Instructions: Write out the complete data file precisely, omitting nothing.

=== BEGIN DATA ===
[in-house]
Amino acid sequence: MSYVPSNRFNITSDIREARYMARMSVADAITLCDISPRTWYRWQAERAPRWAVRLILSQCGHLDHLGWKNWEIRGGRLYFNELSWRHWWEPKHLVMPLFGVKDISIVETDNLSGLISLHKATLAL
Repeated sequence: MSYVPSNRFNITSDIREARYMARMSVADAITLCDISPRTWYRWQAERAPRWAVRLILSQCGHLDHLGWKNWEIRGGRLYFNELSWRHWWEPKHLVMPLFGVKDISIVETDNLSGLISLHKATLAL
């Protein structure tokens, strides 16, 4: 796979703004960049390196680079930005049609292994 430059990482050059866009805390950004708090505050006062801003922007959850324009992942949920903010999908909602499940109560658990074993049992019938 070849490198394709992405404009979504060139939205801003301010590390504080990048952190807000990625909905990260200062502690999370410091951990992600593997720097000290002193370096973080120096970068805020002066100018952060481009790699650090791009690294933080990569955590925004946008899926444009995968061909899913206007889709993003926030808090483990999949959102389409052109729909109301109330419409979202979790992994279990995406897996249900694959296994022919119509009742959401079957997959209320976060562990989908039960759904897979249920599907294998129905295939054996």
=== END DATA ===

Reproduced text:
[in-house]
Amino acid sequence: MSYVPSNRFNITSDIREARYMARMSVADAITLCDISPRTWYRWQAERAPRWAVRLILSQCGHLDHLGWKNWEIRGGRLYFNELSWRHWWEPKHLVMPLFGVKDISIVETDNLSGLISLHKATLAL
Repeated sequence: MSYVPSNRFNITSDIREARYMARMSVADAITLCDISPRTWYRWQAERAPRWAVRLILSQCGHLDHLGWKNWEIRGGRLYFNELSWRHWWEPKHLVMPLFGVKDISIVETDNLSGLISLHKATLAL
């Protein structure tokens, strides 16, 4: 796979703004960049390196680079930005049609292994 430059990482050059866009805390950004708090505050006062801003922007959850324009992942949920903010999908909602499940109560658990074993049992019938 070849490198394709992405404009979504060139939205801003301010590390504080990048952190807000990625909905990260200062502690999370410091951990992600593997720097000290002193370096973080120096970068805020002066100018952060481009790699650090791009690294933080990569955590925004946008899926444009995968061909899913206007889709993003926030808090483990999949959102389409052109729909109301109330419409979202979790992994279990995406897996249900694959296994022919119509009742959401079957997959209320976060562990989908039960759904897979249920599907294998129905295939054996």